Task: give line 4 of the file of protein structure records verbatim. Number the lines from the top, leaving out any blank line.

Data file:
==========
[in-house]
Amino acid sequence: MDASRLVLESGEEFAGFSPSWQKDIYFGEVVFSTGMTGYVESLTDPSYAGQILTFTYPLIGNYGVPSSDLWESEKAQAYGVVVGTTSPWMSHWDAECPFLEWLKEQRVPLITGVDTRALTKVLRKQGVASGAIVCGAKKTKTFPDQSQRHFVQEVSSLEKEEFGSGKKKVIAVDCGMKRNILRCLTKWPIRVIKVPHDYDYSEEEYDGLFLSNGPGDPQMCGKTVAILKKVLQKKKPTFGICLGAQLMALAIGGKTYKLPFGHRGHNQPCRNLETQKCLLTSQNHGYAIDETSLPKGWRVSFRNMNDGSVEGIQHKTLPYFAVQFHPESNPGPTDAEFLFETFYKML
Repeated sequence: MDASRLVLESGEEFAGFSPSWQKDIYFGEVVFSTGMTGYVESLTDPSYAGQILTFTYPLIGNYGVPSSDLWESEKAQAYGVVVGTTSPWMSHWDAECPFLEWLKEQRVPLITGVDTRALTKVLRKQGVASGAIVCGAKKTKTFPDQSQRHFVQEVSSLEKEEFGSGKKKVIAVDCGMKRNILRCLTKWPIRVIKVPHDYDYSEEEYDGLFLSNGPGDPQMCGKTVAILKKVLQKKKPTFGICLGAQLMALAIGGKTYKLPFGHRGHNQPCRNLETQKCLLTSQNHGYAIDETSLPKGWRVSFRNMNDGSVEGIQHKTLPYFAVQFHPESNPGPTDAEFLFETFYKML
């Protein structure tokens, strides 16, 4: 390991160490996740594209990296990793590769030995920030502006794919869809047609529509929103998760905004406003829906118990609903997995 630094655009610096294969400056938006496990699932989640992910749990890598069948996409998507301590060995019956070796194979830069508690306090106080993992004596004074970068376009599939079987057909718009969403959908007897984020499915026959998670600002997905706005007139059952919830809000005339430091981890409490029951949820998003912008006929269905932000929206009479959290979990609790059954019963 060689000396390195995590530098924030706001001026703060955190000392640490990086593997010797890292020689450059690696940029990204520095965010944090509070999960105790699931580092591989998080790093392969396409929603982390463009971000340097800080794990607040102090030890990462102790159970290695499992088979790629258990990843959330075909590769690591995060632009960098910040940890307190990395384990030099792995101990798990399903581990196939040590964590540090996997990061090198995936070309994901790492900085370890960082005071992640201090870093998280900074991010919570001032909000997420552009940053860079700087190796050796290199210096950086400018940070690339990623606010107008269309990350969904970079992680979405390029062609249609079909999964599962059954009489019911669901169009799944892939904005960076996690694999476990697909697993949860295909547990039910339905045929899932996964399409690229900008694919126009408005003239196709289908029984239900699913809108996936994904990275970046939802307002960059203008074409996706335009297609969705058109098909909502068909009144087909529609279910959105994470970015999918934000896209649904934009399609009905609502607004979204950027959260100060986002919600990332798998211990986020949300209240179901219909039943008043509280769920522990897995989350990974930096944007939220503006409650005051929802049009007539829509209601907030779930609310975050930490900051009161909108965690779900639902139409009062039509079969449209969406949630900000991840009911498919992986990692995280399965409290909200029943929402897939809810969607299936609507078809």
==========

């Protein structure tokens, strides 16, 4: 390991160490996740594209990296990793590769030995920030502006794919869809047609529509929103998760905004406003829906118990609903997995 630094655009610096294969400056938006496990699932989640992910749990890598069948996409998507301590060995019956070796194979830069508690306090106080993992004596004074970068376009599939079987057909718009969403959908007897984020499915026959998670600002997905706005007139059952919830809000005339430091981890409490029951949820998003912008006929269905932000929206009479959290979990609790059954019963 060689000396390195995590530098924030706001001026703060955190000392640490990086593997010797890292020689450059690696940029990204520095965010944090509070999960105790699931580092591989998080790093392969396409929603982390463009971000340097800080794990607040102090030890990462102790159970290695499992088979790629258990990843959330075909590769690591995060632009960098910040940890307190990395384990030099792995101990798990399903581990196939040590964590540090996997990061090198995936070309994901790492900085370890960082005071992640201090870093998280900074991010919570001032909000997420552009940053860079700087190796050796290199210096950086400018940070690339990623606010107008269309990350969904970079992680979405390029062609249609079909999964599962059954009489019911669901169009799944892939904005960076996690694999476990697909697993949860295909547990039910339905045929899932996964399409690229900008694919126009408005003239196709289908029984239900699913809108996936994904990275970046939802307002960059203008074409996706335009297609969705058109098909909502068909009144087909529609279910959105994470970015999918934000896209649904934009399609009905609502607004979204950027959260100060986002919600990332798998211990986020949300209240179901219909039943008043509280769920522990897995989350990974930096944007939220503006409650005051929802049009007539829509209601907030779930609310975050930490900051009161909108965690779900639902139409009062039509079969449209969406949630900000991840009911498919992986990692995280399965409290909200029943929402897939809810969607299936609507078809």